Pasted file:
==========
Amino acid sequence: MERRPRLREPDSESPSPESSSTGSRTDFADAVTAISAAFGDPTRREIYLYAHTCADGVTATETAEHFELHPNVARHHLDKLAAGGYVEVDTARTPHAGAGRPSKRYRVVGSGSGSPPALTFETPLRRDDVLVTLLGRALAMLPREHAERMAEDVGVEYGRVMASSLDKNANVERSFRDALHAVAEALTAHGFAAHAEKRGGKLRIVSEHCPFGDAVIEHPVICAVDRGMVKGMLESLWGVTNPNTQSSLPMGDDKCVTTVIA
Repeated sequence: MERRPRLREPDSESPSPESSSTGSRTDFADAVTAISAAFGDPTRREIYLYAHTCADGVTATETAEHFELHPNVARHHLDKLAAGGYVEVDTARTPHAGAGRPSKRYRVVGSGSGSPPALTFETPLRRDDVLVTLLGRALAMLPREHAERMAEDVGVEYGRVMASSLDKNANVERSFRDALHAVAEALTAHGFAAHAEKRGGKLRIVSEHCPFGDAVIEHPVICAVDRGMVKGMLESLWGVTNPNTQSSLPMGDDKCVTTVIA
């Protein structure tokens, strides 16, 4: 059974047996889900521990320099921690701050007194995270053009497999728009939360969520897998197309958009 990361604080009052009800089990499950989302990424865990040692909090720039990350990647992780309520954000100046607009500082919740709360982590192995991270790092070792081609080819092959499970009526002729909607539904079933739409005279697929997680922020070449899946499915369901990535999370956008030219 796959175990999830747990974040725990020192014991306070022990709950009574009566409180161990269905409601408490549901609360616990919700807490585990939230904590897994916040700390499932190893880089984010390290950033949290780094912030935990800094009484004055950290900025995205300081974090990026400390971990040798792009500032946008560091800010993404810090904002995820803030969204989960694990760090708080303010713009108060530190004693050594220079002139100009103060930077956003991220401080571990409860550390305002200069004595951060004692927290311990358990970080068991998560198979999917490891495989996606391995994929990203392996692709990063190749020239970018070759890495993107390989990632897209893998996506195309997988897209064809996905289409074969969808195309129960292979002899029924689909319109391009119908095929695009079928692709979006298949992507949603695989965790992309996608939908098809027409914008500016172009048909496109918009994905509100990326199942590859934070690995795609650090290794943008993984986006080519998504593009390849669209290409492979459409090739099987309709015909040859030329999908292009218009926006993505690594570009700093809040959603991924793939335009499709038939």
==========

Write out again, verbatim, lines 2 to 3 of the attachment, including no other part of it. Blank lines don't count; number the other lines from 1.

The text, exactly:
Repeated sequence: MERRPRLREPDSESPSPESSSTGSRTDFADAVTAISAAFGDPTRREIYLYAHTCADGVTATETAEHFELHPNVARHHLDKLAAGGYVEVDTARTPHAGAGRPSKRYRVVGSGSGSPPALTFETPLRRDDVLVTLLGRALAMLPREHAERMAEDVGVEYGRVMASSLDKNANVERSFRDALHAVAEALTAHGFAAHAEKRGGKLRIVSEHCPFGDAVIEHPVICAVDRGMVKGMLESLWGVTNPNTQSSLPMGDDKCVTTVIA
């Protein structure tokens, strides 16, 4: 059974047996889900521990320099921690701050007194995270053009497999728009939360969520897998197309958009 990361604080009052009800089990499950989302990424865990040692909090720039990350990647992780309520954000100046607009500082919740709360982590192995991270790092070792081609080819092959499970009526002729909607539904079933739409005279697929997680922020070449899946499915369901990535999370956008030219 796959175990999830747990974040725990020192014991306070022990709950009574009566409180161990269905409601408490549901609360616990919700807490585990939230904590897994916040700390499932190893880089984010390290950033949290780094912030935990800094009484004055950290900025995205300081974090990026400390971990040798792009500032946008560091800010993404810090904002995820803030969204989960694990760090708080303010713009108060530190004693050594220079002139100009103060930077956003991220401080571990409860550390305002200069004595951060004692927290311990358990970080068991998560198979999917490891495989996606391995994929990203392996692709990063190749020239970018070759890495993107390989990632897209893998996506195309997988897209064809996905289409074969969808195309129960292979002899029924689909319109391009119908095929695009079928692709979006298949992507949603695989965790992309996608939908098809027409914008500016172009048909496109918009994905509100990326199942590859934070690995795609650090290794943008993984986006080519998504593009390849669209290409492979459409090739099987309709015909040859030329999908292009218009926006993505690594570009700093809040959603991924793939335009499709038939």